Our education, our environment, our whole culture insists that we must become something. Our philosophies, our religions and sacred books all say the same thing. But now I see that the very process of becoming something implies envy, which means that I am not satisfied with being what I am; and I want to understand what I am, I want to find out why I am always comparing myself with another, trying to become something; and in understanding what I am there is no need for discipline. In the process of that understanding, integration comes into being. The contradiction in me yields to the understanding of myself, and this in turn brings an action which is integral, whole.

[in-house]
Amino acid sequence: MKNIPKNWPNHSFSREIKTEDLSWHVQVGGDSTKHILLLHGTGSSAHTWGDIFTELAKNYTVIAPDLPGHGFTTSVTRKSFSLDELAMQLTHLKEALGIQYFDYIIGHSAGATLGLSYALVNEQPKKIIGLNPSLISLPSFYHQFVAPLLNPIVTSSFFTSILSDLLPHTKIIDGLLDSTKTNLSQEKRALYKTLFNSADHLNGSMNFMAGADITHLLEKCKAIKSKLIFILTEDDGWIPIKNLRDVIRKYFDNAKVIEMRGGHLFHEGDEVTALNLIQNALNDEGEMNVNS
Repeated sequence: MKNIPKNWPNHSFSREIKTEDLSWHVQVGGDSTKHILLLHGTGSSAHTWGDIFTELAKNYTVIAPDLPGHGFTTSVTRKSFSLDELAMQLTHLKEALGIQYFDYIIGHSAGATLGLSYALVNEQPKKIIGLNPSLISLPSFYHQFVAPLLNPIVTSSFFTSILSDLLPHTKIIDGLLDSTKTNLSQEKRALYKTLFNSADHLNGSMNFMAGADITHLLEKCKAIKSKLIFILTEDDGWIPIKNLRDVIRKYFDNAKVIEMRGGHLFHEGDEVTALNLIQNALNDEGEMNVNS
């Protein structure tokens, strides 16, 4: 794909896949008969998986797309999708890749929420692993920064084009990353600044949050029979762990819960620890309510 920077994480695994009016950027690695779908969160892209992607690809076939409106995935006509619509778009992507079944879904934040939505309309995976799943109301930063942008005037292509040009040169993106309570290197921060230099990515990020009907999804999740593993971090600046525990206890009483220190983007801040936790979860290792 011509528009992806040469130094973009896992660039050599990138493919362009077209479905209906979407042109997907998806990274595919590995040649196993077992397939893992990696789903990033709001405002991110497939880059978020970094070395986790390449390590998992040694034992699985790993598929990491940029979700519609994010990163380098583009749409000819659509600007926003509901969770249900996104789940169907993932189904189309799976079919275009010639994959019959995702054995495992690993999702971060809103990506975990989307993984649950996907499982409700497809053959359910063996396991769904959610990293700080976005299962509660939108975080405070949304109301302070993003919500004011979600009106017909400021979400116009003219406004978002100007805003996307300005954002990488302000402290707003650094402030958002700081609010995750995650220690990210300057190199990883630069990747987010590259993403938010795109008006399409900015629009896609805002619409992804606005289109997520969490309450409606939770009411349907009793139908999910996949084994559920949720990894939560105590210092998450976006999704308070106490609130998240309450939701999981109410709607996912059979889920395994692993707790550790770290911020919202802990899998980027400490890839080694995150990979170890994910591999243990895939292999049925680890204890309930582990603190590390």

—Jiddu Krishnamurti in Think on These Things
There is more wisdom in your body than in your deepest philosophy.
God is a comedian playing to an audience too afraid to laugh.
If you study Japanese art, you see a man who is undoubtedly wise, philosophic, and intelligent who spends his time how? In studying the distance between the earth and the moon? No. In studying the policy of Bismarck? No. He studies a single blade of grass. But this blade of grass leads him to draw every plant and then the seasons, the wide aspect of the countryside, then animals, then the human figure. So he passes his life, and life is too short to do the whole.
There are only two mantras: yum and yuck. Mine is yum.
The philosopher Diogenes was sitting on a curbstone, eating bread and lentils for his supper. He was seen by the philosopher Aristippus, who lived comfortably by flattering the king. Said Aristippus, "If you would learn to be subservient to the king, you would not have to live on lentils." Said Diogenes, "Learn to live on lentils, and you will not have to cultivate the king."